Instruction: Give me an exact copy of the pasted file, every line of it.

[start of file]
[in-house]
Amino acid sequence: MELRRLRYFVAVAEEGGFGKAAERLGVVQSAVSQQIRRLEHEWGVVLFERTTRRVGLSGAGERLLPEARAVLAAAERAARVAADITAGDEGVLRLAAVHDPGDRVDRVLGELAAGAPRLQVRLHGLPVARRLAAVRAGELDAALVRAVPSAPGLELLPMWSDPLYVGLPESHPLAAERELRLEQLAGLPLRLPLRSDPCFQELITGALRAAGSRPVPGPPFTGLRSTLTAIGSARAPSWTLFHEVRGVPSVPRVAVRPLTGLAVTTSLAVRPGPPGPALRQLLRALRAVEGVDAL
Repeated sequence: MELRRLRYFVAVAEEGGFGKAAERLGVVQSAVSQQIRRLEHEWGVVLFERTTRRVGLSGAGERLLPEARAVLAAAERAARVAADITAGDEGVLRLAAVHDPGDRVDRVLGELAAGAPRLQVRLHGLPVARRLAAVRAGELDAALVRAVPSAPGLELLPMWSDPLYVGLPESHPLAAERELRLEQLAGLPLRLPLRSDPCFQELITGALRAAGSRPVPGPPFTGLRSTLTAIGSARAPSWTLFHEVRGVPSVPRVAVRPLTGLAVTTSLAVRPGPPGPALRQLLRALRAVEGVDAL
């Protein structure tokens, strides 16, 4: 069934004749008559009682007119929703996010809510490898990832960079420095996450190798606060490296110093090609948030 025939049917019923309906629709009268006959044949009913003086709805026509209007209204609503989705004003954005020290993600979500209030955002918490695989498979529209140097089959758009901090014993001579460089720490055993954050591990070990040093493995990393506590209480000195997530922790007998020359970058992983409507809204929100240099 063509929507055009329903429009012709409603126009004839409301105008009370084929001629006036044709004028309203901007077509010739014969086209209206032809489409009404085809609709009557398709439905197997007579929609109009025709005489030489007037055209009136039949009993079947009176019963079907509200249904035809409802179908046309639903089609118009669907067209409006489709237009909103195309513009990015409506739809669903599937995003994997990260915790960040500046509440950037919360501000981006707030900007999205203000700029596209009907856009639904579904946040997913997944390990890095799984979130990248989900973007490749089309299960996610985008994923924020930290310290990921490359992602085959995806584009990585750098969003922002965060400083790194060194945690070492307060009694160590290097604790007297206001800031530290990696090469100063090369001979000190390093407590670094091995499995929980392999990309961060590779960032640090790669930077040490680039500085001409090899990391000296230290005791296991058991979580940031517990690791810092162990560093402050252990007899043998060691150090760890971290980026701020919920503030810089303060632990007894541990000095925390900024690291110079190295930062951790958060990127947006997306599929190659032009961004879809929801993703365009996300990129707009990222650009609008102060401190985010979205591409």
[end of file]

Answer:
[in-house]
Amino acid sequence: MELRRLRYFVAVAEEGGFGKAAERLGVVQSAVSQQIRRLEHEWGVVLFERTTRRVGLSGAGERLLPEARAVLAAAERAARVAADITAGDEGVLRLAAVHDPGDRVDRVLGELAAGAPRLQVRLHGLPVARRLAAVRAGELDAALVRAVPSAPGLELLPMWSDPLYVGLPESHPLAAERELRLEQLAGLPLRLPLRSDPCFQELITGALRAAGSRPVPGPPFTGLRSTLTAIGSARAPSWTLFHEVRGVPSVPRVAVRPLTGLAVTTSLAVRPGPPGPALRQLLRALRAVEGVDAL
Repeated sequence: MELRRLRYFVAVAEEGGFGKAAERLGVVQSAVSQQIRRLEHEWGVVLFERTTRRVGLSGAGERLLPEARAVLAAAERAARVAADITAGDEGVLRLAAVHDPGDRVDRVLGELAAGAPRLQVRLHGLPVARRLAAVRAGELDAALVRAVPSAPGLELLPMWSDPLYVGLPESHPLAAERELRLEQLAGLPLRLPLRSDPCFQELITGALRAAGSRPVPGPPFTGLRSTLTAIGSARAPSWTLFHEVRGVPSVPRVAVRPLTGLAVTTSLAVRPGPPGPALRQLLRALRAVEGVDAL
């Protein structure tokens, strides 16, 4: 069934004749008559009682007119929703996010809510490898990832960079420095996450190798606060490296110093090609948030 025939049917019923309906629709009268006959044949009913003086709805026509209007209204609503989705004003954005020290993600979500209030955002918490695989498979529209140097089959758009901090014993001579460089720490055993954050591990070990040093493995990393506590209480000195997530922790007998020359970058992983409507809204929100240099 063509929507055009329903429009012709409603126009004839409301105008009370084929001629006036044709004028309203901007077509010739014969086209209206032809489409009404085809609709009557398709439905197997007579929609109009025709005489030489007037055209009136039949009993079947009176019963079907509200249904035809409802179908046309639903089609118009669907067209409006489709237009909103195309513009990015409506739809669903599937995003994997990260915790960040500046509440950037919360501000981006707030900007999205203000700029596209009907856009639904579904946040997913997944390990890095799984979130990248989900973007490749089309299960996610985008994923924020930290310290990921490359992602085959995806584009990585750098969003922002965060400083790194060194945690070492307060009694160590290097604790007297206001800031530290990696090469100063090369001979000190390093407590670094091995499995929980392999990309961060590779960032640090790669930077040490680039500085001409090899990391000296230290005791296991058991979580940031517990690791810092162990560093402050252990007899043998060691150090760890971290980026701020919920503030810089303060632990007894541990000095925390900024690291110079190295930062951790958060990127947006997306599929190659032009961004879809929801993703365009996300990129707009990222650009609008102060401190985010979205591409």